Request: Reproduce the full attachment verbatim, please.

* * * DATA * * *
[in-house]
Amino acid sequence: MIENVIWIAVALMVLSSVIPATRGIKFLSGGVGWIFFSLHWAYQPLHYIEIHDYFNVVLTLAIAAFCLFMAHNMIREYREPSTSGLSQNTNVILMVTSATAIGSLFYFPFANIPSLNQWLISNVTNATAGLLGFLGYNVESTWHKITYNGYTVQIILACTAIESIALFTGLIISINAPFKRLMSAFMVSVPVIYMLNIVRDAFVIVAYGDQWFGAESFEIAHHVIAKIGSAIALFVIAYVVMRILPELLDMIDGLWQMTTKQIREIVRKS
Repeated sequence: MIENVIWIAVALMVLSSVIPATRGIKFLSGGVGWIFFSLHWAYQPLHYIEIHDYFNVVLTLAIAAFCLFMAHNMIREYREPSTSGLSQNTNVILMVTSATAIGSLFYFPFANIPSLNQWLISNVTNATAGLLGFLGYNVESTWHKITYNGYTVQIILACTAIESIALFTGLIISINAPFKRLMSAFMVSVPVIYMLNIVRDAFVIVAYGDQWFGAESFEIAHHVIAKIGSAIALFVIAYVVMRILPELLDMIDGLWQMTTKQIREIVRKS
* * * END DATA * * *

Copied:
[in-house]
Amino acid sequence: MIENVIWIAVALMVLSSVIPATRGIKFLSGGVGWIFFSLHWAYQPLHYIEIHDYFNVVLTLAIAAFCLFMAHNMIREYREPSTSGLSQNTNVILMVTSATAIGSLFYFPFANIPSLNQWLISNVTNATAGLLGFLGYNVESTWHKITYNGYTVQIILACTAIESIALFTGLIISINAPFKRLMSAFMVSVPVIYMLNIVRDAFVIVAYGDQWFGAESFEIAHHVIAKIGSAIALFVIAYVVMRILPELLDMIDGLWQMTTKQIREIVRKS
Repeated sequence: MIENVIWIAVALMVLSSVIPATRGIKFLSGGVGWIFFSLHWAYQPLHYIEIHDYFNVVLTLAIAAFCLFMAHNMIREYREPSTSGLSQNTNVILMVTSATAIGSLFYFPFANIPSLNQWLISNVTNATAGLLGFLGYNVESTWHKITYNGYTVQIILACTAIESIALFTGLIISINAPFKRLMSAFMVSVPVIYMLNIVRDAFVIVAYGDQWFGAESFEIAHHVIAKIGSAIALFVIAYVVMRILPELLDMIDGLWQMTTKQIREIVRKS